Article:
Review : JJ - jj no 3
SlantmagazineOn the opening track of jj's jj n°3, vocalist Elin Kastlander moans, "What the hell am I doing right?," alerting listeners almost immediately to the album's stark and mournful professions of happiness. Like jj n°2 before it, n°3 strikes a balance between the blasé and the magical, matching facetious, oft-distracted melodies with barefoot gorgeousness and wide-eyed, childlike marvel. It's music for a slow sunrise or a drunken sunset: winding, slow, perhaps even directionless, and yet indescribably beguiling amid the calm.
Confidently straddling a murky gulf between various world genres, jj's second full-length release is best described as a particularly ethereal, Carribbean-flavored minimalism, drifting somewhere between the cool, African melancholy of Sade and Röyksopp's diversionary synth-pop. The former comparison can be primarily attributed to Kastlander, whose sullen, burnt voice often barely manages to enunciate her morose declarations of joy, capturing a funereal grace on "No Escapin' This" as her accompaniments navigate reverberant, oceanic visions. The forlorn spaciness continues on standout "Into the Light," which marries the thrumming of samba street beats to a galactic palate while phasing between slices of an excitable fútbol announcer and a gloomy morass of spacey instrument banks.
Yet even in its most tearful moments, the album bares a silver lining: The twisting "Voi Paralte, Lo Giocco," for example, remains murky and milky until the faux-orchestral touches sweep in to rescue it, whisking the melody skyward. Indeed, amid all of n°3's offerings, only the aforementioned opener, "My Life," decides to stay continually bleak and aloof, with little more than a plodding, austere piano and Kastlander's epitaph-like lyricism to guide it. As darkly elegant as that pairing might be, n°3 manages better when its somber front is married to blithe surrealism, a feat jj accomplishes with skill and regularity....full text
SpinLike the vague biographical details of its members, this mysterious Swedish dream-pop band's music remains hazy -- mucho echo, blurry harmonies, soft acoustic instrumentation buoyed by generous synth strings, and a bright white ambience suggesting both sunny Balearic beaches and blinding Scandinavian snowstorms. Yet its emotions are conversely vivid. Turning Lil Wayne's chorus on the Game's "My Life" into a piano-accompanied prayer, jj celebrate the rapture of a love so severe it obliterates consciousness: Over a classically genteel arrangement floats the album's key lyric, "Take me away like I overdosed on heroin."...full text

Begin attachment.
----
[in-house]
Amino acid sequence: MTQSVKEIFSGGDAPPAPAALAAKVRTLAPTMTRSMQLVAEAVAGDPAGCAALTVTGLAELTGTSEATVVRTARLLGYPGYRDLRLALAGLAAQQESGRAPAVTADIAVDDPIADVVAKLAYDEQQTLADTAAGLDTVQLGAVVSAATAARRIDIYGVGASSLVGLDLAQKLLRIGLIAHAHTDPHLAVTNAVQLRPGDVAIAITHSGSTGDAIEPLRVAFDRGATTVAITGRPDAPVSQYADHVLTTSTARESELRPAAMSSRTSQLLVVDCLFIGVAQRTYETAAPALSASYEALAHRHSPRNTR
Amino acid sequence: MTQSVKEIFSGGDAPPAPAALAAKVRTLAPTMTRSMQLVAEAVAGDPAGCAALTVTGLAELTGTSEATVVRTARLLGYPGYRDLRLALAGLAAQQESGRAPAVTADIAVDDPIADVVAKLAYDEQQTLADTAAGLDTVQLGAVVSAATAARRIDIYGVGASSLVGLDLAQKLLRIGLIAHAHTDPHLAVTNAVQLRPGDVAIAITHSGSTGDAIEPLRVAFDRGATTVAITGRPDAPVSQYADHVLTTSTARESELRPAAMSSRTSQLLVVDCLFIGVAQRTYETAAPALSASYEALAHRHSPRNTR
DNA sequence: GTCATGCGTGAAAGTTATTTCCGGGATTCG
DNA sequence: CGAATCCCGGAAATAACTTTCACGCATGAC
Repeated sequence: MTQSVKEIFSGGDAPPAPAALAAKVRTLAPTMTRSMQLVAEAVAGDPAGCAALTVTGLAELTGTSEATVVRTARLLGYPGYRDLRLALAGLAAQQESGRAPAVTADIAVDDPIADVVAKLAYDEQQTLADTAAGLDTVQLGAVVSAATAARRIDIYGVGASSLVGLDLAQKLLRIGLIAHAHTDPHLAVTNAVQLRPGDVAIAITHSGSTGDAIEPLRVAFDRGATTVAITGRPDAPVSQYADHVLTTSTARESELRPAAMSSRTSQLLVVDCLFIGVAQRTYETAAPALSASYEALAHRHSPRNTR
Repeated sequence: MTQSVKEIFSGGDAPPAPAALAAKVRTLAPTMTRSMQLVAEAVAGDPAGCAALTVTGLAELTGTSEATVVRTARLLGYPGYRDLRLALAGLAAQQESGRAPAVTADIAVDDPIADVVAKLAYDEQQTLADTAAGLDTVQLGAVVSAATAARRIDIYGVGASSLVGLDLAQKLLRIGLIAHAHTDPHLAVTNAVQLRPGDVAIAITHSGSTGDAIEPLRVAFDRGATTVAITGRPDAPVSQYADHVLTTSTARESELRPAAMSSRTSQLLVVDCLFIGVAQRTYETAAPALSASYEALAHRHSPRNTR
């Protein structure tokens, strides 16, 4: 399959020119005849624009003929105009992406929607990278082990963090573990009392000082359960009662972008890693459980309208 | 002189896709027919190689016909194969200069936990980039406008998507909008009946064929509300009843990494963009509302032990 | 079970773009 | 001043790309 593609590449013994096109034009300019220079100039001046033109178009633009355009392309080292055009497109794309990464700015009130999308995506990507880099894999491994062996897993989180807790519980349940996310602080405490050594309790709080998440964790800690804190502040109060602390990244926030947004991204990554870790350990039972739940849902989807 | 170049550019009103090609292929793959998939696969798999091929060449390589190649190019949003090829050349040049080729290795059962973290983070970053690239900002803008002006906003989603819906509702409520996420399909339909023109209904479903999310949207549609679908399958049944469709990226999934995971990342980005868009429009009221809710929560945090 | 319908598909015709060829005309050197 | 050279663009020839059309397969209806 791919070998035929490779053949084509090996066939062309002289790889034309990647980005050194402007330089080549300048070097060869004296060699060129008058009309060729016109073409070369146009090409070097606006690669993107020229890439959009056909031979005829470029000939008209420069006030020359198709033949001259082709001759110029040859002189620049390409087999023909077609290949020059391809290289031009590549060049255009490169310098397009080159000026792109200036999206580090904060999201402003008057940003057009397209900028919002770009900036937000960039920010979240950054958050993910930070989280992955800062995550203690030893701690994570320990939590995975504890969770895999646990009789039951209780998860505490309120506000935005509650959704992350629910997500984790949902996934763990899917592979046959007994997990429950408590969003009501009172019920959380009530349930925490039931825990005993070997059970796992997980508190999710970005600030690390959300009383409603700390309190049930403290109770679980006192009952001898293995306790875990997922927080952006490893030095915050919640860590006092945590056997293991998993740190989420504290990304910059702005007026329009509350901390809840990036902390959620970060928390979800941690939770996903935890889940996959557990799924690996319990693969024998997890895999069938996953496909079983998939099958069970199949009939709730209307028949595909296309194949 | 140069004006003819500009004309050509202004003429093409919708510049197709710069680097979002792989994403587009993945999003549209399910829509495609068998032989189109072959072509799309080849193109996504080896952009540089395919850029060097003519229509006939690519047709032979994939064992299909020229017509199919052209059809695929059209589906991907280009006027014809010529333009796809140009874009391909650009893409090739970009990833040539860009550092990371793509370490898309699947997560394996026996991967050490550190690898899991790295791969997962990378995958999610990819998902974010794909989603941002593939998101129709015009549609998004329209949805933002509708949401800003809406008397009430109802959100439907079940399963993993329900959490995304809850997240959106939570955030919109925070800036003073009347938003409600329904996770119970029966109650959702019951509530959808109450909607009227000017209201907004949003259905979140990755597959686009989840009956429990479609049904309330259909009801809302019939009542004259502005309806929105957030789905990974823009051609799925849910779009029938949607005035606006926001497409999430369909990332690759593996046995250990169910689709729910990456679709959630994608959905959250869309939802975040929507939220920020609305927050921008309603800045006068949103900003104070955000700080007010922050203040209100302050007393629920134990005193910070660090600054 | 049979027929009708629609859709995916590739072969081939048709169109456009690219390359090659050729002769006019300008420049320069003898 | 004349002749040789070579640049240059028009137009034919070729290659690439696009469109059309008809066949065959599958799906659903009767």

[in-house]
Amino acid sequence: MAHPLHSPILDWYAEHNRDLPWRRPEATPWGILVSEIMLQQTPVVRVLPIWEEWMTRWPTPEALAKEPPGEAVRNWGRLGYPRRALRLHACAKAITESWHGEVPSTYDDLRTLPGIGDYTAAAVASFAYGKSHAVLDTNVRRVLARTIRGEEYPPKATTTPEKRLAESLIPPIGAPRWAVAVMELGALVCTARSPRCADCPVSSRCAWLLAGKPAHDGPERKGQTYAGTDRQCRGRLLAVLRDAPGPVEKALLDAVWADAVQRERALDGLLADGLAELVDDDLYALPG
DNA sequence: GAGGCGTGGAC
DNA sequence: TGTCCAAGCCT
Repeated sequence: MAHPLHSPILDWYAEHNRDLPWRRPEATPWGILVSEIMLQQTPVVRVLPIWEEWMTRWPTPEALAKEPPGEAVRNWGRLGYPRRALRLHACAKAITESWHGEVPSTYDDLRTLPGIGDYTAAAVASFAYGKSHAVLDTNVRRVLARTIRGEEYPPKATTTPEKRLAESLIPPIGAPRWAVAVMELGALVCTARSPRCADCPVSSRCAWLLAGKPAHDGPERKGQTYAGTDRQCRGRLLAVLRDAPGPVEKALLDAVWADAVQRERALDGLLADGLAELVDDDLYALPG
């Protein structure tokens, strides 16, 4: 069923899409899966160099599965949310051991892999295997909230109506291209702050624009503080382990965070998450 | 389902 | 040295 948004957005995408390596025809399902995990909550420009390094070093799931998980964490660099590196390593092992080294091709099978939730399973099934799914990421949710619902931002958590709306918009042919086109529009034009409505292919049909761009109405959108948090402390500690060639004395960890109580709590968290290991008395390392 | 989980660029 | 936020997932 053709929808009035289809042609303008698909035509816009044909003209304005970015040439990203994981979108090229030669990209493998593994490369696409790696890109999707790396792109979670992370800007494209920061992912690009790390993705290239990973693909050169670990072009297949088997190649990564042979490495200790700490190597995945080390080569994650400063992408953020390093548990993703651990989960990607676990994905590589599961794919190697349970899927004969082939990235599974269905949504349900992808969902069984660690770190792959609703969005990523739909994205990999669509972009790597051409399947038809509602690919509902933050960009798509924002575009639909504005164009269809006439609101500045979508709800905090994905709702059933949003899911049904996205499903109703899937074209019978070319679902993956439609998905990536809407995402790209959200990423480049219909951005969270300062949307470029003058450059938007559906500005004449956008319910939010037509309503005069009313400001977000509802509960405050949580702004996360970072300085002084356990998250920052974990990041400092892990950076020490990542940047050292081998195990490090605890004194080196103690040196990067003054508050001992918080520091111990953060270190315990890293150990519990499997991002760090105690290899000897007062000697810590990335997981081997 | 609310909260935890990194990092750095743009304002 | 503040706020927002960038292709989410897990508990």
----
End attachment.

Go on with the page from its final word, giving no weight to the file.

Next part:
DustedmagazineA dialectic is a story we tell about development. How do things change over time is a question that’s bothered us in the West since the Greeks, and the past 200 years have been about developing complex stories about how people, ideas, cultures and societies affect and change each other, how ideas morph and take on the characteristics of other ideas that they encounter, and how parts of those ideas can be obscured for a while, only to erupt later in time in new and surprising ways.
I like thinking about this as I listen to jj’s newest album jj no 3 because it is the most blatant flag-bearer of the erupting sound of the mainstream 1980s pop within indie pop (the distinctions between indie and mainstream themselves becoming even more confused as boundaries continue to break down between the two). When I was a child, I ended up listening to a lot of lite FM because that’s what my mom listened to in the car. Before I had an opinion of music, that carved out certain pathways for what I would like and what I wouldn’t like, pathways which laid somewhat forgotten until they were rediscovered in my 20s. There’s a certain nostalgia that overtakes us as we age, and for artists, that nostalgia influences the things they create.
This isn’t a story of personal development; however, in the same vein, there is also cultural nostalgia. Not the Jacksonian Tea Party pining for a mythical American past, but that dialectical nostalgia – the welling up of the past from a natural empathy. As we grow older, and as existence grows more complicated, we all feel a loss or a lack that we didn’t feel before. Whether we have truly lost something or whether that feeling was never there to begin with is immaterial. The fact remains that we feel it, and then naturally latch onto symbols of our past that remind us of that “lost” feeling....full text
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